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vegetable shopping

With careful shopping, you can fit a lot of vegetables and fruits into your budget. Here are some tips to maximize the value for your money!

When shopping for vegetables, the first step is to select fresh and high-quality produce. Lower quality veggies tend to have lower nutritional value, less flavor and are more likely to get wasted.

Buying in Season

Shopping during peak season is the best way to maximize your produce. Prices will be lower and quality superior when you buy in season, saving you money in the long run.

Vegetables in season are at their tastiest and freshest; this is because they haven’t had time to ripen or lose any nutritional benefits. Eating in season fruits and veggies also supports local farmers while reducing your carbon footprint by supporting local businesses.

Chefs and tastemakers often recommend that we purchase vegetables in season. Not only are they healthier for us, but they have a lower carbon footprint than out-of-season produce.

You can tell if a fruit or vegetable is in season by checking the sales flyer of your grocery store. Often, in-season produce coincides with common holidays like fresh berries for summer gatherings, corn for Labor Day barbeques and hearty potatoes for winter holiday dinners.

When purchasing food in season, the biggest advantage is knowing its provenance and cultivation. This is especially crucial for nutrient-rich items like dark leafy greens and red or orange veggies as they contain more essential vitamins when at their peak production levels.

Additionally, your purchase will support both local businesses and your community. Supporting small businesses helps create economic vitality in the area while giving a voice to those often overlooked by consumers.

Finally, buying in season helps to reduce your carbon footprint since it is less damaging to the environment than producing out-of-season produce. When fruits and vegetables are out of season, they have to be grown elsewhere, meaning they must be shipped a long distance before reaching your grocery store.

Shopping during peak seasons not only helps you stay within budget, but it reduces your carbon footprint as well. This is especially helpful if you plan on signing up for a CSA box or other produce delivery service.

Buying Whole

When it comes to vegetables, nothing beats a homegrown garden. Not only will this save you money on produce, but it is an opportunity for kids to learn about nutrition and healthy eating habits. If your local supermarket doesn’t appeal to you, there are plenty of farmers markets, community CSAs and other options available as well.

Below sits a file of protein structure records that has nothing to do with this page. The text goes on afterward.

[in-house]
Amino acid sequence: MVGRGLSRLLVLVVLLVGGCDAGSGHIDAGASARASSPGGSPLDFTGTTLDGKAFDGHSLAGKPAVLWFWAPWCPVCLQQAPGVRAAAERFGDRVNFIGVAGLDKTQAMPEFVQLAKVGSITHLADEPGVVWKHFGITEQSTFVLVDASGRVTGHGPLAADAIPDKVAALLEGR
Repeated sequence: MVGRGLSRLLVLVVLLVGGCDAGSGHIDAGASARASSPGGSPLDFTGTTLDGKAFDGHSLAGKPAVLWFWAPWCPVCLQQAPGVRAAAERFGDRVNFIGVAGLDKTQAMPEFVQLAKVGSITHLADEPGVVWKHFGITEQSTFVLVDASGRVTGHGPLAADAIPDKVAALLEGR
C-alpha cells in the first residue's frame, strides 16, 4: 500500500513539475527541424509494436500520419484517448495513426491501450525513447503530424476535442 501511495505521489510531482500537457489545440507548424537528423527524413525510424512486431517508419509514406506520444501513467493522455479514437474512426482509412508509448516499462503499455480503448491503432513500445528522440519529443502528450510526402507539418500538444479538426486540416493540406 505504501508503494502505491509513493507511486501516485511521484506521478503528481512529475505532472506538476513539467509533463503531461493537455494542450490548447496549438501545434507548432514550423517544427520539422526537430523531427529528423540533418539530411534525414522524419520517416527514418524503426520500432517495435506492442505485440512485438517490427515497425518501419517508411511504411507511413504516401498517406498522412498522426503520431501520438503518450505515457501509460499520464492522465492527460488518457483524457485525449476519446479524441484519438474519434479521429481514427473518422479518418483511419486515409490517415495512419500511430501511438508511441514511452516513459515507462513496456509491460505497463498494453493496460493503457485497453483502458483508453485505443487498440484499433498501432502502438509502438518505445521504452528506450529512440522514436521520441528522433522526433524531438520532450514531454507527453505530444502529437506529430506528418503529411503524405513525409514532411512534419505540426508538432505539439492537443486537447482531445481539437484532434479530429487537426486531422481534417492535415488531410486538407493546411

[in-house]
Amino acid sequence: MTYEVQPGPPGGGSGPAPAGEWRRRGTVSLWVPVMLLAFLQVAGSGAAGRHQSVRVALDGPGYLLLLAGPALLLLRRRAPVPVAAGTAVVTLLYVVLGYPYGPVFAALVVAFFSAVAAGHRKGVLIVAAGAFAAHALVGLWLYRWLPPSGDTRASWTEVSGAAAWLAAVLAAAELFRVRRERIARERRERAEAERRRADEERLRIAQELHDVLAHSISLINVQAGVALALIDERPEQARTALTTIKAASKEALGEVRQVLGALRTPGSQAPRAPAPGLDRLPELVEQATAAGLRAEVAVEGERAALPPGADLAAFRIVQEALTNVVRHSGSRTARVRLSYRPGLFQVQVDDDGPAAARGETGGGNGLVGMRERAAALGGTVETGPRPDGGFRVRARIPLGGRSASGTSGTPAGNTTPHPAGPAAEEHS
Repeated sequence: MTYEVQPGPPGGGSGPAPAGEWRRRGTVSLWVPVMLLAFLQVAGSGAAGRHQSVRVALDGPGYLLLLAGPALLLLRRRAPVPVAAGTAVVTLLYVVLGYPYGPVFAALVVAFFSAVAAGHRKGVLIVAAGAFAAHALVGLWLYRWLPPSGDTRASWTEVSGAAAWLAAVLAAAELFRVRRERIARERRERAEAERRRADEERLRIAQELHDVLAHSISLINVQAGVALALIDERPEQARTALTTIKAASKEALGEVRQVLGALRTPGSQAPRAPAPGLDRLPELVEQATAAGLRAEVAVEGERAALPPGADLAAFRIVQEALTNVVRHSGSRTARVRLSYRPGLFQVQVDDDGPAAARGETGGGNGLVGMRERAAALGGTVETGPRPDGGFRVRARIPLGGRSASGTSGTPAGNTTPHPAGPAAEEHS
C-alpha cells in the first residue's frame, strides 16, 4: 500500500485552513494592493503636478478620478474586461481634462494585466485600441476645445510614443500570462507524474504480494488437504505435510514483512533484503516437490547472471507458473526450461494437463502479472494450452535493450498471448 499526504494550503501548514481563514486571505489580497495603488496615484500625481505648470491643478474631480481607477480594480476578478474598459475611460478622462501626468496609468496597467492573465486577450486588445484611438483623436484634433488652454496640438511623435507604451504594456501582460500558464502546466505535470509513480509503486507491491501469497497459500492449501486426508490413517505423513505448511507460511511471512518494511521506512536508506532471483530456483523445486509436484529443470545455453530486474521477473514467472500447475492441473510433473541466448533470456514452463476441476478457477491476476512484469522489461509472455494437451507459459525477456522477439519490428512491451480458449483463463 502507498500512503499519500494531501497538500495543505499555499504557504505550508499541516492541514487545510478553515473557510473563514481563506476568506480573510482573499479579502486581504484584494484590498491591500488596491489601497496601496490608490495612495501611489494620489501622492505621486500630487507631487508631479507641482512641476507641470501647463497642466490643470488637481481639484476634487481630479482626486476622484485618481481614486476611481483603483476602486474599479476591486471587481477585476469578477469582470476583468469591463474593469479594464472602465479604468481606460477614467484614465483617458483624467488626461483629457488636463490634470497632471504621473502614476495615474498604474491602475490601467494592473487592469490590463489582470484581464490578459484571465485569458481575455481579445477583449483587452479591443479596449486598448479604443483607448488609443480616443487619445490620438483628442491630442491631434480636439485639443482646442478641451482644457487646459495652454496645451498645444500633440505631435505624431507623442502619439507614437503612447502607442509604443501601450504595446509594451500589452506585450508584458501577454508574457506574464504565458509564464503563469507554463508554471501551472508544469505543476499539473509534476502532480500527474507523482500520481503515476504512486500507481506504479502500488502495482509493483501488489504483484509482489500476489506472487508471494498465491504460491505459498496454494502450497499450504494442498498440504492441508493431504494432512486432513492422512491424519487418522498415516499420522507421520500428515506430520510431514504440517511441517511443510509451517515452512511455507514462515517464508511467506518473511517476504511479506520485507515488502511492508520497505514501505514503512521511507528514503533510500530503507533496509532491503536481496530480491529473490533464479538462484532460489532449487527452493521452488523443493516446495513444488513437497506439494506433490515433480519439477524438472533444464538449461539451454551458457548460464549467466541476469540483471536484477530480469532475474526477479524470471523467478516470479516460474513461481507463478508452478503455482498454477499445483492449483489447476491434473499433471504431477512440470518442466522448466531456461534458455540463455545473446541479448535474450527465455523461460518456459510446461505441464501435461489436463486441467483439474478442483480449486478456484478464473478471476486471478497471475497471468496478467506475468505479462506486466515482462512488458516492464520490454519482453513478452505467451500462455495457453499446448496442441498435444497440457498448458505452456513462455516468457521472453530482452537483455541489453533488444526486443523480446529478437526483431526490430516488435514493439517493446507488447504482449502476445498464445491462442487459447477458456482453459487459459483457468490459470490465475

When shopping for groceries, make a conscious decision to spend your dollars on quality ingredients and nutrients that support health, weight loss or athletic performance. Fiber is especially important and found in whole grains; additionally, look out for vitamins, minerals, antioxidants, provitamins and phytochemicals your body requires; beta carotene and lutein for eyesight, respectively.

Buying Seconds

Bulking up on vegetables that have been marked down is an economical way to save money. Many farmers will be more than happy to sell you a large quantity of their produce at a reduced rate if you have some plans for the food, like freezing or canning it for later use. This tip also works great for those with livestock since it could save the farmer time and effort in times of shortage.

For further information, Michigan State University Extension offers produce fact sheets. Furthermore, asking your farmer about their “seconds” likely won’t only make them excited but also willing to show you around!

Buying at the End of the Day

When shopping at a farmer’s market, it is best to go towards the end of the day when stalls are looking to clear out their produce. Prices tend to be lower and you’re more likely to find fresh in-season items that are also more nutritious than out-of-season options.

When purchasing vegetables, use your senses to pick them up, smell them and taste them – when in season they will have the best flavor! Plus, buying more than needed can save money; for instance if you buy a large basket of green beans at the store and freeze half for later use, that will maximize your purchase and extend its shelf-life in your freezer. It’s also wise to watch out for grocery store specials which could further reduce expenses.

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